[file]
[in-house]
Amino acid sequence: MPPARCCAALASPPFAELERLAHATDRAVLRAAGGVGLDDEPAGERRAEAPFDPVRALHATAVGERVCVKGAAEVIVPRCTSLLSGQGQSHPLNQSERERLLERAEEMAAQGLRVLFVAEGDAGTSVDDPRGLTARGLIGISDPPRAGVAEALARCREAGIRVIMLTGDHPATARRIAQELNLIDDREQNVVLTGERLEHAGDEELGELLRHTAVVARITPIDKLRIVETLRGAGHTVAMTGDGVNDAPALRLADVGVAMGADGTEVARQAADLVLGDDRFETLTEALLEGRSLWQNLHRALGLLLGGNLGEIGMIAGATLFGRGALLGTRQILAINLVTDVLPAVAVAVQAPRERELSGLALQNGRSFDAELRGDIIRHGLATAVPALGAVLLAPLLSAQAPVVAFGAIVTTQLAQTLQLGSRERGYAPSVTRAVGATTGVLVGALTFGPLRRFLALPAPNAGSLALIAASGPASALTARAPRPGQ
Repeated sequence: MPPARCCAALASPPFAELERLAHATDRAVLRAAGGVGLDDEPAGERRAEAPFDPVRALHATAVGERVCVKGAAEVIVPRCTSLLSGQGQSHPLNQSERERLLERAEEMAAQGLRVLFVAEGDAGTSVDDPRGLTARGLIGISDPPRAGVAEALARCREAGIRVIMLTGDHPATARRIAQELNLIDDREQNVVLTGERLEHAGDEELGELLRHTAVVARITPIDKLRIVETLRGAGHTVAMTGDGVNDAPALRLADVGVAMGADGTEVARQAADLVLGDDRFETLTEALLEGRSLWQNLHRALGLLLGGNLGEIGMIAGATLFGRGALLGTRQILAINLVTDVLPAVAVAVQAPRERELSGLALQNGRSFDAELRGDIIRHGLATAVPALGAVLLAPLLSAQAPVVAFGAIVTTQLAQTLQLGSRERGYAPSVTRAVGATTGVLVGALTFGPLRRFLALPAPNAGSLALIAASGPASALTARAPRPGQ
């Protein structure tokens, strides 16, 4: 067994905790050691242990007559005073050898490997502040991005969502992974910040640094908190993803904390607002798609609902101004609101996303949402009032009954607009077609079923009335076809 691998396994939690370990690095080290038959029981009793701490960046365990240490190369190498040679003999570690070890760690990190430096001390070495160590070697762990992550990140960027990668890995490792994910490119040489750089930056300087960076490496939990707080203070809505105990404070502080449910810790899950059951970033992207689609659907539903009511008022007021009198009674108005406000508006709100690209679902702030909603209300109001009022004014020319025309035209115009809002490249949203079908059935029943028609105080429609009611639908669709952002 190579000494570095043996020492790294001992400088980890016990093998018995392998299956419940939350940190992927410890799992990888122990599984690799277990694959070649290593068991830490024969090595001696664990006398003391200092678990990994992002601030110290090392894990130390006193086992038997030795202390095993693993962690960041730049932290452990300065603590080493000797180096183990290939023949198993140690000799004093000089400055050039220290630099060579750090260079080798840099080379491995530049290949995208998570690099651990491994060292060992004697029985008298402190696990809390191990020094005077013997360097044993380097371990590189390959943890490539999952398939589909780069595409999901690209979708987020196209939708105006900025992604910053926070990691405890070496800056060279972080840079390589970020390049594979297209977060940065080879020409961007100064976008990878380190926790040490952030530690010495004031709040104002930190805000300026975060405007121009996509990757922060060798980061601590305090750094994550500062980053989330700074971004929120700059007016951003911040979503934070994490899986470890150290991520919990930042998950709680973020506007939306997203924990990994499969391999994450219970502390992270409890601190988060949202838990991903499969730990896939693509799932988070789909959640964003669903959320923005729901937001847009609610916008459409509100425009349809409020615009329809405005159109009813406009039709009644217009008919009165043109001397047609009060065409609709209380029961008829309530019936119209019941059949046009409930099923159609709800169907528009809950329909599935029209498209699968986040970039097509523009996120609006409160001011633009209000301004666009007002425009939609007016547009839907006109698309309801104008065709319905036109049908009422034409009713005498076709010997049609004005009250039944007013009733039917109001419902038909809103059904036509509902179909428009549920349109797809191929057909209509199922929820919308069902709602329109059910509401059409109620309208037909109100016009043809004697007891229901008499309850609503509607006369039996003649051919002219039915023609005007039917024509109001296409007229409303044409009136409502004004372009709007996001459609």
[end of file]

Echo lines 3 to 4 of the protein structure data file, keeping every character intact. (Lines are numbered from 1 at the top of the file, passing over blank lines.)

Repeated sequence: MPPARCCAALASPPFAELERLAHATDRAVLRAAGGVGLDDEPAGERRAEAPFDPVRALHATAVGERVCVKGAAEVIVPRCTSLLSGQGQSHPLNQSERERLLERAEEMAAQGLRVLFVAEGDAGTSVDDPRGLTARGLIGISDPPRAGVAEALARCREAGIRVIMLTGDHPATARRIAQELNLIDDREQNVVLTGERLEHAGDEELGELLRHTAVVARITPIDKLRIVETLRGAGHTVAMTGDGVNDAPALRLADVGVAMGADGTEVARQAADLVLGDDRFETLTEALLEGRSLWQNLHRALGLLLGGNLGEIGMIAGATLFGRGALLGTRQILAINLVTDVLPAVAVAVQAPRERELSGLALQNGRSFDAELRGDIIRHGLATAVPALGAVLLAPLLSAQAPVVAFGAIVTTQLAQTLQLGSRERGYAPSVTRAVGATTGVLVGALTFGPLRRFLALPAPNAGSLALIAASGPASALTARAPRPGQ
């Protein structure tokens, strides 16, 4: 067994905790050691242990007559005073050898490997502040991005969502992974910040640094908190993803904390607002798609609902101004609101996303949402009032009954607009077609079923009335076809 691998396994939690370990690095080290038959029981009793701490960046365990240490190369190498040679003999570690070890760690990190430096001390070495160590070697762990992550990140960027990668890995490792994910490119040489750089930056300087960076490496939990707080203070809505105990404070502080449910810790899950059951970033992207689609659907539903009511008022007021009198009674108005406000508006709100690209679902702030909603209300109001009022004014020319025309035209115009809002490249949203079908059935029943028609105080429609009611639908669709952002 190579000494570095043996020492790294001992400088980890016990093998018995392998299956419940939350940190992927410890799992990888122990599984690799277990694959070649290593068991830490024969090595001696664990006398003391200092678990990994992002601030110290090392894990130390006193086992038997030795202390095993693993962690960041730049932290452990300065603590080493000797180096183990290939023949198993140690000799004093000089400055050039220290630099060579750090260079080798840099080379491995530049290949995208998570690099651990491994060292060992004697029985008298402190696990809390191990020094005077013997360097044993380097371990590189390959943890490539999952398939589909780069595409999901690209979708987020196209939708105006900025992604910053926070990691405890070496800056060279972080840079390589970020390049594979297209977060940065080879020409961007100064976008990878380190926790040490952030530690010495004031709040104002930190805000300026975060405007121009996509990757922060060798980061601590305090750094994550500062980053989330700074971004929120700059007016951003911040979503934070994490899986470890150290991520919990930042998950709680973020506007939306997203924990990994499969391999994450219970502390992270409890601190988060949202838990991903499969730990896939693509799932988070789909959640964003669903959320923005729901937001847009609610916008459409509100425009349809409020615009329809405005159109009813406009039709009644217009008919009165043109001397047609009060065409609709209380029961008829309530019936119209019941059949046009409930099923159609709800169907528009809950329909599935029209498209699968986040970039097509523009996120609006409160001011633009209000301004666009007002425009939609007016547009839907006109698309309801104008065709319905036109049908009422034409009713005498076709010997049609004005009250039944007013009733039917109001419902038909809103059904036509509902179909428009549920349109797809191929057909209509199922929820919308069902709602329109059910509401059409109620309208037909109100016009043809004697007891229901008499309850609503509607006369039996003649051919002219039915023609005007039917024509109001296409007229409303044409009136409502004004372009709007996001459609």